The Night Caller (Esther and Jack Enright Mysteries #2), by David Field

Eight stars

First and foremost, a large thank you to David Field and Sapere Books for providing me with a copy of this publication, which allows me to provide you with an unbiased review.

A continued exploration of Victorian England’s criminal underbelly through the eyes of David Field proves to be a wonderful escape for the curious reader. With Esther and Jack preparing to marry, there is much to do, including finding the perfect dress. In an attempt to counterbalance the drama of such an event, Esther finds herself offered a job working for the National Women’s Labour Alliance, a union hoping to bring support to women working across London. Still in its infancy, the Alliance hopes to be a driving force in changing work practices for the better and has a firecracker leading the charge. Meanwhile, Jack Enright has accepted a role as Detective Constable with Scotland Yard. His Uncle Percy, a long-time copper, has taken Jack under his wing and will show him the art of detecting. Their first case pertains to someone breaking into the homes of women and stealing their…unmentionables. With these thefts comes written demands that the women immediately distance themselves from the Alliance. While most events were undertaken when the women were away or sleeping, the culprit has become brazen and removed a few pairs from women while the knickers were still in place. Could this be a crime of a sexual nature and one of a sicko? Jack and Percy put their heads together and share what they know, bringing Esther into the conversation, only to see that she might have some insight. Working the case from two angles, Esther will try to sleuth out information from within the Alliance while Jack and Percy follow leads to nab the thief. Things take a significant turn when the thieving turns to murder, putting Esther in the middle of what could be an extremely dangerous assignment. As London looks to turn a page on its industrial history, a murderer lurks in the shadows, wanting to halt things before they get started. The wedding will have to take a backseat as long as there is a case to be solved, though nothing will keep these lovebirds from tying the proverbial knot. Another great mystery that reads so swiftly and with ease. Recommended for those who enjoy Victorian crime thrillers.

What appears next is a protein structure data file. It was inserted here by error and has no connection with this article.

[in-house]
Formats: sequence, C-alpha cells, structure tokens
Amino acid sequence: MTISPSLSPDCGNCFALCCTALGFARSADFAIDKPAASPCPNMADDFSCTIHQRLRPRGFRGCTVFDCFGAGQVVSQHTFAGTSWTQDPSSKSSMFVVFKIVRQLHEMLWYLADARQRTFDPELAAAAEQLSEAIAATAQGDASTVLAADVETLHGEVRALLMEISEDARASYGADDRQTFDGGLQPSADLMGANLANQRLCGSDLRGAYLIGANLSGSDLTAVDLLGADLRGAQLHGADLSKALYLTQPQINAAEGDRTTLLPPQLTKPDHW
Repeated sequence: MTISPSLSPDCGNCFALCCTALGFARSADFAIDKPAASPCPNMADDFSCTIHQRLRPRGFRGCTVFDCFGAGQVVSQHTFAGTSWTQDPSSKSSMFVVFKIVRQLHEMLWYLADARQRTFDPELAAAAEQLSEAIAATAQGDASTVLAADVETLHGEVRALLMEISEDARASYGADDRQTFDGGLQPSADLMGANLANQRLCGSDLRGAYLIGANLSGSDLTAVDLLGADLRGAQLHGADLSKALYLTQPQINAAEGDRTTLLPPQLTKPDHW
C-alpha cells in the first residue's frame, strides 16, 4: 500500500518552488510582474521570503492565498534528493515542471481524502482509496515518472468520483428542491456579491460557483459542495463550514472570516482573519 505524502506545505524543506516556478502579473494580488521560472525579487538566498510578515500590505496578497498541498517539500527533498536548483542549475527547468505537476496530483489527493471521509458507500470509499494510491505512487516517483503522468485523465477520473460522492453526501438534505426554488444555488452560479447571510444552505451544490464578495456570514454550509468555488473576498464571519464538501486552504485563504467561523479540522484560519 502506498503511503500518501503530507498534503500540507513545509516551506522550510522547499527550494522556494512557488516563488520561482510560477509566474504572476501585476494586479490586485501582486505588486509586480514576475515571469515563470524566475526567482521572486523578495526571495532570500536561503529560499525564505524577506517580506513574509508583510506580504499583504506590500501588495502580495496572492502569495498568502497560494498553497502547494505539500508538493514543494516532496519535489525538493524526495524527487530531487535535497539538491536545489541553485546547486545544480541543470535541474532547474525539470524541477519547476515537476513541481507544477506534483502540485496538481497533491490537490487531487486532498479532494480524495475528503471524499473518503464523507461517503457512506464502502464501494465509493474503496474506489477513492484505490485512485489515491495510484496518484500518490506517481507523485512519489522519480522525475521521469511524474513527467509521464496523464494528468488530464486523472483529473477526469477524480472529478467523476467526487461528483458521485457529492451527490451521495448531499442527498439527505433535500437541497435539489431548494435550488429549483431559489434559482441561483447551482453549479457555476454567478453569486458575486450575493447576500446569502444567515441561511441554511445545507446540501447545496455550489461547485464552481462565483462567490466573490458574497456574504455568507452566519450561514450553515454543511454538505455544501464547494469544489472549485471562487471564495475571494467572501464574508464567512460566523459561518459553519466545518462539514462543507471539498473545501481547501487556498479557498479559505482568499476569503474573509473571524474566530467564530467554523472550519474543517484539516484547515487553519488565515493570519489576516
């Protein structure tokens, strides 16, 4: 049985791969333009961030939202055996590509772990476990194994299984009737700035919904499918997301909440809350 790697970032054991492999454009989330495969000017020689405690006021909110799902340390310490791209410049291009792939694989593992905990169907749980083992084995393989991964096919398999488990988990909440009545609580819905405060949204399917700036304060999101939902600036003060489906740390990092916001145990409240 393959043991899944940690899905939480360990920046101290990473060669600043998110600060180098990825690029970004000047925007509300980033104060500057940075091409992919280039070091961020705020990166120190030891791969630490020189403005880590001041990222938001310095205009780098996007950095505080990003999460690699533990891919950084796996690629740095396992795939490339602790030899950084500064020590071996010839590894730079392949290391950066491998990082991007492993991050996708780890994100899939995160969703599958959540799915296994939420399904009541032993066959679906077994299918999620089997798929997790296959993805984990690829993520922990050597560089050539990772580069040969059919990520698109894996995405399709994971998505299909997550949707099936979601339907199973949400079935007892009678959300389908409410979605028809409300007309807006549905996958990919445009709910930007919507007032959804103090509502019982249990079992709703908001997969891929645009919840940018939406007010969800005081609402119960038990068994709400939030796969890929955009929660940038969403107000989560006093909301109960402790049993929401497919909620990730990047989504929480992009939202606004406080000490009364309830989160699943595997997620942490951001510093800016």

I was recently introduced to David Field and his work by an eager publisher. After devouring the first novel, I knew I would have to get my hands on the follow-up, which has proven to be just as entertaining. Field uses an intriguing setting, Victorian England, and some strong characters to propel this story into something both exciting and easy to enjoy. Esther Jacobs remains a strong protagonist as she uses her strong personality to enchant many of those she meets. Her role as a union member and clerk is not downplayed by Field whatsoever, but proves essential to the entire plot. She is both determined and willing to listen, which helps her sleuth undetected. Detective Constable Jack Enright’s passion for policing is apparent, which he has undertaken with gusto. Field paints his male protagonist as a dedicated copper and one who wants to rid the streets of this thief/killer, but also protect Esther. Jack and Esther complement one another so well, working the crime as effectively as their impending cohabitation. Field is able to develop this connection without making Enright appearing any less crime-focussed. The secondary characters again fit perfectly into this story, using their Cockney speech and wayward manner to take the reader inside the less refined parts of London while also allowing a sense of being in the middle of the action. The story itself flows well and keeps a decent pace as the chapters pass by quickly. With only a short time for Field to develop his narrative, there is little time for extemporaneous blather, but always a chance to inject some humour into happenings. The writing leaves the reader wanting to know more and pushing to find out who might be responsible for these dastardly crimes with female victims. Field has done a masterful job with these first two novels and I have a third awaiting my perusal. I can only hope that he keeps writing these sorts of mysteries for all to enjoy.

Kudos, Mr. Field, for this wonderful follow-up novel. I am eager to get my hands on more Esther and Jack stories and hope others will follow my lead.

A Book for All Seasons, a different sort of Book Challenge: